A fantastic collection of life-changing stories
I have always been a Russell Banks fan, and when I look back over the last 40 years, he has always been there with memorable portraits of flawed but unforgettable people — all products (or victims) of American culture. I remember his treatment of John Brown, a historic figure that Banks recently called “America’s first terrorist” (Cloudsplitter).
Then, there is the guilt-ridden school bus driver in The Sweet Hereafter or the latter-day Tom Sawyer in Rule of Bone. More recently, there is the young, bewildered narrator of The Lost Memory of Skin, who lives with a homeless and despised colony of outcasts under a viaduct in Miami. There is probably another movie there ... especially since the location really exists.
In addition to his skills as a novelist, Banks is a master of the short story. Like the Russian writer, Anton Chekhov, Banks assembles short stories like a skilled craftsman who shapes a collection of separate pieces and then molds them together into a unified whole. A Permanent Member of the Family consists of a dozen short stories. In every instance Banks depicts a protagonist who discovers that his/her world has altered in some crucial way due to unforeseen changes. Most of the stories deal with that nuclear unit, the American family which can be altered by death, divorce, time and accident. A change has come and decisions have to be made.
The majority of Banks’ characters tend to be upper middle-class professionals living in upstate New York, or the lush retirement communities in Miami or Sarasota Springs. They are “privileged folks” — lawyers and other professionals who move in the secure world of wealth and security. There are a few exceptions: Ventana, who has been saving $100 each month for three years to buy a used car, or the cynical bartender in “The Green Door” who watches his customers move toward disaster.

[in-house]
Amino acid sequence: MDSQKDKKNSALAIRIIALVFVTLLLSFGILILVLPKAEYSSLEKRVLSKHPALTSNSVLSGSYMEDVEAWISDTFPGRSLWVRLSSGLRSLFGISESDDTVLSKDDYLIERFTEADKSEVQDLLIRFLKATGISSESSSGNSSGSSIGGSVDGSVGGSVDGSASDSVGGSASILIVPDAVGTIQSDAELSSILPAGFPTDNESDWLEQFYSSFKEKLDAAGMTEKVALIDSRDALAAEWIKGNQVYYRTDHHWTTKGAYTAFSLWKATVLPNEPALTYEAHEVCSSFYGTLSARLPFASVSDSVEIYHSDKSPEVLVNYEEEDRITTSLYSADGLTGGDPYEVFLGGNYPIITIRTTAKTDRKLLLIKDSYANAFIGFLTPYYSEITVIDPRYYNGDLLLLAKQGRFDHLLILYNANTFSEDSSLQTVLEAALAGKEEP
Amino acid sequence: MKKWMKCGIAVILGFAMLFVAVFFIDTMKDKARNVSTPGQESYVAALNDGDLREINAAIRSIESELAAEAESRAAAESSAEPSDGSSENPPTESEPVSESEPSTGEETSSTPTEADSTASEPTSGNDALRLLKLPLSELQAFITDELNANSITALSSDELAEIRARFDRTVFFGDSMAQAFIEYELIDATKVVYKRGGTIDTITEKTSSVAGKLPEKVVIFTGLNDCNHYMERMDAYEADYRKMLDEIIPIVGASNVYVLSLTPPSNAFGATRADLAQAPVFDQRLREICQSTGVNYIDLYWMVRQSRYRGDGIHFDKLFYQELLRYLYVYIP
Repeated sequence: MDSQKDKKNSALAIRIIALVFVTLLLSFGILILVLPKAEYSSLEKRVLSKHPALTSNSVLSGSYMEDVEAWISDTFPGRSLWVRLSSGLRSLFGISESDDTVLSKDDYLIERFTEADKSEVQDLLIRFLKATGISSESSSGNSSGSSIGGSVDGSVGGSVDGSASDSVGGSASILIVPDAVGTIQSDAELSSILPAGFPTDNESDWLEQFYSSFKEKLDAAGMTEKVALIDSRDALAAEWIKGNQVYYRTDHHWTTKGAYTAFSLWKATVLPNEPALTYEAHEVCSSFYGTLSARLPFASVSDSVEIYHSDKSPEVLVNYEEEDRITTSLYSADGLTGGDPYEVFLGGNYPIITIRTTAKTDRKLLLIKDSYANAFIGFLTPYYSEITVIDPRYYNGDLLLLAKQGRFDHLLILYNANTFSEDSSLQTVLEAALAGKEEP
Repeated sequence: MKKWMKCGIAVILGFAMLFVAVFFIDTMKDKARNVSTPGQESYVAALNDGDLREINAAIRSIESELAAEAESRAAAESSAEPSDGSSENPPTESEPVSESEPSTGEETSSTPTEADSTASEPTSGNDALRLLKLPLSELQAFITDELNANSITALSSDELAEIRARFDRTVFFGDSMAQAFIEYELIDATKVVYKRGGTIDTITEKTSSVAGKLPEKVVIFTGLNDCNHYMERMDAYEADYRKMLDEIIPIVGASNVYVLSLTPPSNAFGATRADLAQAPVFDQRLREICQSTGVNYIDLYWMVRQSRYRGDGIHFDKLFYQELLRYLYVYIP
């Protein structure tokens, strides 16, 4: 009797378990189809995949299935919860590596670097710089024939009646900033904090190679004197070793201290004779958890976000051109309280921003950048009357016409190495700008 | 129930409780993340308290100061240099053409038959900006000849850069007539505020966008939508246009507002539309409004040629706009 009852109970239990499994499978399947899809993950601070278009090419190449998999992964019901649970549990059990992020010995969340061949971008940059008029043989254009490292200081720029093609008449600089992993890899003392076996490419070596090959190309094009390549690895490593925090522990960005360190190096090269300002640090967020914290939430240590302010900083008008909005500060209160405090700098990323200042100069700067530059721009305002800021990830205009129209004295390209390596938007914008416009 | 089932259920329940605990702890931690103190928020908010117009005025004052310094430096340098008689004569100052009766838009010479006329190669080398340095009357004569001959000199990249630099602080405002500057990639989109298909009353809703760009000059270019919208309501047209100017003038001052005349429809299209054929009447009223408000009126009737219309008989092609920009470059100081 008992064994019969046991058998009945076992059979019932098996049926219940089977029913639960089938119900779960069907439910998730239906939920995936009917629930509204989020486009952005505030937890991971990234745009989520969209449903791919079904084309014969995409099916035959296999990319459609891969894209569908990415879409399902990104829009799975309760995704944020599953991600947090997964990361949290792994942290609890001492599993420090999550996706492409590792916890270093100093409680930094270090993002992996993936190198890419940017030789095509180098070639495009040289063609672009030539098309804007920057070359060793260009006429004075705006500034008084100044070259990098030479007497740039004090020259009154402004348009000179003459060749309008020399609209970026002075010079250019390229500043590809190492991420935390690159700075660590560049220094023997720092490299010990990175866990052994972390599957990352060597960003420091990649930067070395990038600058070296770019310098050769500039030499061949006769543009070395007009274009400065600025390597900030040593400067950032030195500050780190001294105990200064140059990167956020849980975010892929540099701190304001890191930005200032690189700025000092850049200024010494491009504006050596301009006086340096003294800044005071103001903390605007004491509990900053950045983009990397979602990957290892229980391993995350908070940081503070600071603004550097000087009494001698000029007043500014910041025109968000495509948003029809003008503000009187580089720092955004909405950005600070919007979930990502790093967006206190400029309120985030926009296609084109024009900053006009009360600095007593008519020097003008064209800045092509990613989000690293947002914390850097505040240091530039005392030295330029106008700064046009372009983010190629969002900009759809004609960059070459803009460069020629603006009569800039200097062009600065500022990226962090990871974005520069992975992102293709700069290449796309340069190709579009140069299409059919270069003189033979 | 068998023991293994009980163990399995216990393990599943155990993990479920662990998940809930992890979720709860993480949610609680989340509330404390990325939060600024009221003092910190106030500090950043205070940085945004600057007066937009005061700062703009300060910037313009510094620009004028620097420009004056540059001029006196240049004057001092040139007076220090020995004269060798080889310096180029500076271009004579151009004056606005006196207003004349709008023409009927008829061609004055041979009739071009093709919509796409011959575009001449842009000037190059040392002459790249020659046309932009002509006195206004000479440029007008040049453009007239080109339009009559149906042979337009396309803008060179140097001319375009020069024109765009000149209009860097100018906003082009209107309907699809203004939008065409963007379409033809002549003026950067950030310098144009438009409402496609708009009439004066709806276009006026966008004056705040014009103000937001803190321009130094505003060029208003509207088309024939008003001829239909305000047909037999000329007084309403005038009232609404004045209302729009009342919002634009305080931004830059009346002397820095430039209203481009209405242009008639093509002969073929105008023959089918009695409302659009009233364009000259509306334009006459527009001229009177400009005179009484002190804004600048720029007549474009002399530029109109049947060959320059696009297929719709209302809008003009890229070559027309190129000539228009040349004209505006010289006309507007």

Consider “Former Marine” in which Connie, a man who is accustomed to taking decisive actions makes a life-changing decision. After a military career, he has managed to survive financially. Recently, he has been working as an auctioneer. Now, suddenly, he is told that his job has been terminated. He is 70 years old, divorced, hearing impaired, and living in a mortgaged trailer. He has three sons, all in law enforcement and worried about their father’s ability to fend for himself. What should he do? After considering his options, Connie decides to rob a bank.
Then, there is the title story, “A Permanent Member of the Family,” which demonstrates that regardless of how amicable the divorce, there are always casualties. When the narrator divorced his wife, Vicki, there was little bickering over furniture, cars and summer homes. Both husband and wife were members of affluent families, so when the three daughters chose to live with narrator on alternate weeks, life went on ... except for Sarge, the aging family dog who refused to participate in the weekly exchange. When forced to accompany the daughters to Vicki’s new home, Sarge simply runs away and finds her way back “home.” When Sarge is accidentally killed, the narrator realizes that more was lost than a dog “who was a permanent member of the family.”